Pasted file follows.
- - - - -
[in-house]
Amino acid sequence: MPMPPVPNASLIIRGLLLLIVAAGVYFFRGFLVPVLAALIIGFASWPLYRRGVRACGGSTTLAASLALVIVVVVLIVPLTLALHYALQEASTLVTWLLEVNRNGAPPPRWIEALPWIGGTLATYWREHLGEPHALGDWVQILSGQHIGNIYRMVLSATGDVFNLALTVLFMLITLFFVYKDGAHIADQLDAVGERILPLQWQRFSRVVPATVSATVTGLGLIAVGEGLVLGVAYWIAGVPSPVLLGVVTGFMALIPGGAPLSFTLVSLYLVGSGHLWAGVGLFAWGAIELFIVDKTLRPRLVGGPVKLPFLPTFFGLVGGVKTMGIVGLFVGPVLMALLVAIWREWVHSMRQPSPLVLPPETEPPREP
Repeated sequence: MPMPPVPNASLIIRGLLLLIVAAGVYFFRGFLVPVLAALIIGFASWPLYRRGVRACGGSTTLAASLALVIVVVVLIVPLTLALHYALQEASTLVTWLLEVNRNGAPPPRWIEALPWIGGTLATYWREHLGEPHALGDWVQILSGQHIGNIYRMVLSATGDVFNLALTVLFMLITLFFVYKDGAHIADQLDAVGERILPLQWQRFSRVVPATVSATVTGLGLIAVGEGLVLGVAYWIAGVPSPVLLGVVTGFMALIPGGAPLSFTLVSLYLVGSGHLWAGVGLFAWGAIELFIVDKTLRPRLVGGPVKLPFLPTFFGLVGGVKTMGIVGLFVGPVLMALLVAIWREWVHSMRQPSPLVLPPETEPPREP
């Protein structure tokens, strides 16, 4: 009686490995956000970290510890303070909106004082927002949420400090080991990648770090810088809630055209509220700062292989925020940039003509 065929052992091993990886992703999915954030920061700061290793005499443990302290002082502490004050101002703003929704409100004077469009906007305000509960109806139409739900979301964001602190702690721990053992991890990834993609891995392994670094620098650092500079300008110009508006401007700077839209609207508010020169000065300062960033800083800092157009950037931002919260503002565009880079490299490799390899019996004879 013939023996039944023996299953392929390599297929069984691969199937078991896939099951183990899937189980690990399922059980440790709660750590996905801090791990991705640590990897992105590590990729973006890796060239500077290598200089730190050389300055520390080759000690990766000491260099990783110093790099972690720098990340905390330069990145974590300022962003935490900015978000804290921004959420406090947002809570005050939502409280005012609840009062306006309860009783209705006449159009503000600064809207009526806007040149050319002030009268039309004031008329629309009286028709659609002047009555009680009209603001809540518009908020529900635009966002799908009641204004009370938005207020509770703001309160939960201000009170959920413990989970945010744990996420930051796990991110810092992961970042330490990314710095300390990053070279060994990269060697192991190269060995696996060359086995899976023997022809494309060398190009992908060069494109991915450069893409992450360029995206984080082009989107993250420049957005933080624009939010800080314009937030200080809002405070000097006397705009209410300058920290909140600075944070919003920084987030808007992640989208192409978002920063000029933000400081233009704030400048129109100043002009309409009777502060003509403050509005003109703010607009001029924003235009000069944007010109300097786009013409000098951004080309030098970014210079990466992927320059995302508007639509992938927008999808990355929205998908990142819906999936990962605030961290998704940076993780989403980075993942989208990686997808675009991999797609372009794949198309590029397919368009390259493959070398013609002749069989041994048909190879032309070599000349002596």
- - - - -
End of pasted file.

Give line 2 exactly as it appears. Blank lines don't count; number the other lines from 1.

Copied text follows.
Amino acid sequence: MPMPPVPNASLIIRGLLLLIVAAGVYFFRGFLVPVLAALIIGFASWPLYRRGVRACGGSTTLAASLALVIVVVVLIVPLTLALHYALQEASTLVTWLLEVNRNGAPPPRWIEALPWIGGTLATYWREHLGEPHALGDWVQILSGQHIGNIYRMVLSATGDVFNLALTVLFMLITLFFVYKDGAHIADQLDAVGERILPLQWQRFSRVVPATVSATVTGLGLIAVGEGLVLGVAYWIAGVPSPVLLGVVTGFMALIPGGAPLSFTLVSLYLVGSGHLWAGVGLFAWGAIELFIVDKTLRPRLVGGPVKLPFLPTFFGLVGGVKTMGIVGLFVGPVLMALLVAIWREWVHSMRQPSPLVLPPETEPPREP